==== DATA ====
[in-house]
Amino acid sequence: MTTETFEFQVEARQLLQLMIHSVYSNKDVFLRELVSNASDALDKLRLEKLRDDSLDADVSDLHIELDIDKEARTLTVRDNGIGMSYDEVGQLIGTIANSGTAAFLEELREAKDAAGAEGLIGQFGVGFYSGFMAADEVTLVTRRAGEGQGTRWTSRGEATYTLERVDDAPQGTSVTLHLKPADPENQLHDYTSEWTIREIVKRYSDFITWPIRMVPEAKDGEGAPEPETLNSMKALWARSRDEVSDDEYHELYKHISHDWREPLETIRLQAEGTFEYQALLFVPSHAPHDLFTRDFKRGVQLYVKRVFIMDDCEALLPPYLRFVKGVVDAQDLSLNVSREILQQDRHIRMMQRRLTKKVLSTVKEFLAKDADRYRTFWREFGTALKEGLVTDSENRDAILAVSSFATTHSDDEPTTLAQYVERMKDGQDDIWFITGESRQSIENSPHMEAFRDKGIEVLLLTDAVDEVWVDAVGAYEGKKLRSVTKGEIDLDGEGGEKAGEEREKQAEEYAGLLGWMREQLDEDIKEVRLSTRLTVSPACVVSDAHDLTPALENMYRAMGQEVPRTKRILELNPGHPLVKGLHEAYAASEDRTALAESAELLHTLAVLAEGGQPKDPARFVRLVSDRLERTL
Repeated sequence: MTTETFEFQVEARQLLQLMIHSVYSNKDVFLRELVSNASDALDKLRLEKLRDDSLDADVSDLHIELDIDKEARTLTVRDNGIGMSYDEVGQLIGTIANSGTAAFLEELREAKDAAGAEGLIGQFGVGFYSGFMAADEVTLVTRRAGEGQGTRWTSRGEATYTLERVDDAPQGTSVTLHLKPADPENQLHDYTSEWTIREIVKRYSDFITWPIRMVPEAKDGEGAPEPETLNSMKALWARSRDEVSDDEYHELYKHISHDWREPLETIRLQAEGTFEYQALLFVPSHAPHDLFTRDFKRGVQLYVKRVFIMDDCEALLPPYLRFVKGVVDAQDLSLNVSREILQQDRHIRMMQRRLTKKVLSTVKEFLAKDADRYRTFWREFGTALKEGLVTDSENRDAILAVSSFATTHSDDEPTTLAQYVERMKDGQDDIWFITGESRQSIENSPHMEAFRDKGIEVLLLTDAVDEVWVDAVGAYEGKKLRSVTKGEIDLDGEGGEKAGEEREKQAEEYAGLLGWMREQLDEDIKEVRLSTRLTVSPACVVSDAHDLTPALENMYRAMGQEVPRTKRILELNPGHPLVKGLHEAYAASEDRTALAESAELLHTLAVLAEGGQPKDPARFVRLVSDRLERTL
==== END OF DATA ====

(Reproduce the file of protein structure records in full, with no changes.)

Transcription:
[in-house]
Amino acid sequence: MTTETFEFQVEARQLLQLMIHSVYSNKDVFLRELVSNASDALDKLRLEKLRDDSLDADVSDLHIELDIDKEARTLTVRDNGIGMSYDEVGQLIGTIANSGTAAFLEELREAKDAAGAEGLIGQFGVGFYSGFMAADEVTLVTRRAGEGQGTRWTSRGEATYTLERVDDAPQGTSVTLHLKPADPENQLHDYTSEWTIREIVKRYSDFITWPIRMVPEAKDGEGAPEPETLNSMKALWARSRDEVSDDEYHELYKHISHDWREPLETIRLQAEGTFEYQALLFVPSHAPHDLFTRDFKRGVQLYVKRVFIMDDCEALLPPYLRFVKGVVDAQDLSLNVSREILQQDRHIRMMQRRLTKKVLSTVKEFLAKDADRYRTFWREFGTALKEGLVTDSENRDAILAVSSFATTHSDDEPTTLAQYVERMKDGQDDIWFITGESRQSIENSPHMEAFRDKGIEVLLLTDAVDEVWVDAVGAYEGKKLRSVTKGEIDLDGEGGEKAGEEREKQAEEYAGLLGWMREQLDEDIKEVRLSTRLTVSPACVVSDAHDLTPALENMYRAMGQEVPRTKRILELNPGHPLVKGLHEAYAASEDRTALAESAELLHTLAVLAEGGQPKDPARFVRLVSDRLERTL
Repeated sequence: MTTETFEFQVEARQLLQLMIHSVYSNKDVFLRELVSNASDALDKLRLEKLRDDSLDADVSDLHIELDIDKEARTLTVRDNGIGMSYDEVGQLIGTIANSGTAAFLEELREAKDAAGAEGLIGQFGVGFYSGFMAADEVTLVTRRAGEGQGTRWTSRGEATYTLERVDDAPQGTSVTLHLKPADPENQLHDYTSEWTIREIVKRYSDFITWPIRMVPEAKDGEGAPEPETLNSMKALWARSRDEVSDDEYHELYKHISHDWREPLETIRLQAEGTFEYQALLFVPSHAPHDLFTRDFKRGVQLYVKRVFIMDDCEALLPPYLRFVKGVVDAQDLSLNVSREILQQDRHIRMMQRRLTKKVLSTVKEFLAKDADRYRTFWREFGTALKEGLVTDSENRDAILAVSSFATTHSDDEPTTLAQYVERMKDGQDDIWFITGESRQSIENSPHMEAFRDKGIEVLLLTDAVDEVWVDAVGAYEGKKLRSVTKGEIDLDGEGGEKAGEEREKQAEEYAGLLGWMREQLDEDIKEVRLSTRLTVSPACVVSDAHDLTPALENMYRAMGQEVPRTKRILELNPGHPLVKGLHEAYAASEDRTALAESAELLHTLAVLAEGGQPKDPARFVRLVSDRLERTL